Despite the various ups and downs of the intersect project, we now seem to be back on track. With my sections of the book typed and sent to T – using recorded delivery (to ensure against further losses!); I have been able to move on to the covers, whilst T begins the typing of her sections, whenever she gets some spare time… thanks to the portable typewriter!
We are using the covers from my book but the (new) title has been taken from the title page of T’s book. The initial idea for the front cover was to translate the title using code, however the symbols +*=:/ are not all available as wood type, therefore it was decided to overprint the full title using black ink to reflect the typed code of the inner pages. The inscription from T’s original book was also letterpress printed, this time using red to reflect the second colour of the typing, it was placed in the same position as the original book – the inside front cover; these processes continue the concept of intersect.
Text message from PW to TM 11.52, 22 May
Using the portraits of recipients, depict/illustrate/communicate some aspect of
Windham’s correspondence with the individual. Deadline 12 June.
Highlighting a particular aspect of Windham’s correspondence was reasonably straightforward as in the majority of cases the illustrations within volume 2 depict recipients who
received limited letters from Windham – the exception being Lord Grenville who received 23! However finding a common theme in each of his 23 letters was not as difficult as anticipated.
Working on illustrations that are bound within such a large volume was challenging, and as suspected the folded pages from instruction no.1 also impeded some production methods.
Rubber-stamping, letterpress (albeit hand printing) and collage techniques were adopted to develop a range of individual solutions rather than a thematic approach. The final illustrations are not wholly successful due the restrictive nature of the bound pages. With hindsight more effective pre-planning would have helped improve both composition and technique – photocopying each illustration to practice upon prior to beginning would have been advantageous, however as with the first instruction, I worked directly onto the pages after only limited testing of media and techniques.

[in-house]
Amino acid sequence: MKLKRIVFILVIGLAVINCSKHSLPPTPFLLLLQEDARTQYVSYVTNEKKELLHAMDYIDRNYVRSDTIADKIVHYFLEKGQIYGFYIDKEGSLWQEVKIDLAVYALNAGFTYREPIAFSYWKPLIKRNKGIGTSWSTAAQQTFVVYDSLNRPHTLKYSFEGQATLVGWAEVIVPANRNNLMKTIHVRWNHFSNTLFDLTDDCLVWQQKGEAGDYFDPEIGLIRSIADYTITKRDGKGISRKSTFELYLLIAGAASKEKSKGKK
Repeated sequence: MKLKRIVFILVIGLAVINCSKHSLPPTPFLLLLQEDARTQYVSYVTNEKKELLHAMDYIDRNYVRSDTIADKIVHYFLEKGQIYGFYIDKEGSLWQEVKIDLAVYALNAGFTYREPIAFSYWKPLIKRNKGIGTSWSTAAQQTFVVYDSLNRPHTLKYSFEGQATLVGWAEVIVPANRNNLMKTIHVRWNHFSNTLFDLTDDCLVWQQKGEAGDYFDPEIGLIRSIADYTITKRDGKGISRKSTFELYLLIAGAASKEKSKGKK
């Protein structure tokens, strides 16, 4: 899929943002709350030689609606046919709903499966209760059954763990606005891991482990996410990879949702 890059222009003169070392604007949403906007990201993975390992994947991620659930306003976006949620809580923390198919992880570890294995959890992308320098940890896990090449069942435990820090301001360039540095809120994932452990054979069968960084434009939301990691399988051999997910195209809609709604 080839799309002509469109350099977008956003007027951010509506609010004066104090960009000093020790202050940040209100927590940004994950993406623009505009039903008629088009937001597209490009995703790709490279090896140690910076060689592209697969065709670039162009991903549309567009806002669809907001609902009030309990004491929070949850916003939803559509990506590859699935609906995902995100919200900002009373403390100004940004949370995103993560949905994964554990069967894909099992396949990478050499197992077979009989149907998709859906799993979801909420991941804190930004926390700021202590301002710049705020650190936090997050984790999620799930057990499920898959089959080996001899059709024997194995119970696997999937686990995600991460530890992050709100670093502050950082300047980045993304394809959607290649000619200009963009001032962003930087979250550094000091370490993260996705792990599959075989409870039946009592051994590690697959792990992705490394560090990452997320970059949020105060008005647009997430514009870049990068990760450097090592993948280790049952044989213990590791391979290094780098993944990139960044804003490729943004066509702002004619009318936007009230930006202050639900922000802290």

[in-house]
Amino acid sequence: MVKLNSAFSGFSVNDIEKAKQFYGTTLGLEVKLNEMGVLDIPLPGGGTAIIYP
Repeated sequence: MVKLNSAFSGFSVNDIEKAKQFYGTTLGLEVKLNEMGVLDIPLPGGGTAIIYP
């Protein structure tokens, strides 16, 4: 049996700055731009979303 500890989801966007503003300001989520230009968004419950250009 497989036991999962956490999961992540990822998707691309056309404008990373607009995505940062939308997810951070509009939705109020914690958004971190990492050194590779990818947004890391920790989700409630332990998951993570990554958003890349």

Unlike instructions 1 and 2, this was the first time that a system was not put in place
in response to the instruction, instead each of the 8 illustration pages is an individual reaction to the topic of correspondence.
Day 1: The day started with tea, coffee and discussion. Multiple strands of conversation enabled the sharing of visual processes made use of to date. We discovered a commonality in our individual working practices and methodology through the use of found image, colour and decoration. Strengths were recognised and celebrated in each others practice and the focus remained positive – affirming decisions made. We shared and exchanged materials and constructed purposeful ‘to do’ lists for the making day ahead. The choice of working methods required us to work in separate studios, although we came together at relevant times throughout the day to support and discuss progress.
Having pre-arranged this day, making extended beyond the time spent in the studios and decisions continued throughout the evening. The day’s progress was discussed and new decisions were made collaboratively.
Day 2: After a brief discussion about the sequence in which we could both achieve the day’s objectives, we quickly adopted a similar routine to day 1 – our individual areas of focus and requirement of specialist equipment resulted in working in separate studios again. We utilised a wide range of techniques including lino printing, screen printing, letterpress printing, photocopying and digital printing and foiling, and met at regular intervals to share progress and seek advice from each other. Towards the end of day 2 we were able to review the project’s current status and plan potential tasks for the final Making Day in the south in three weeks time.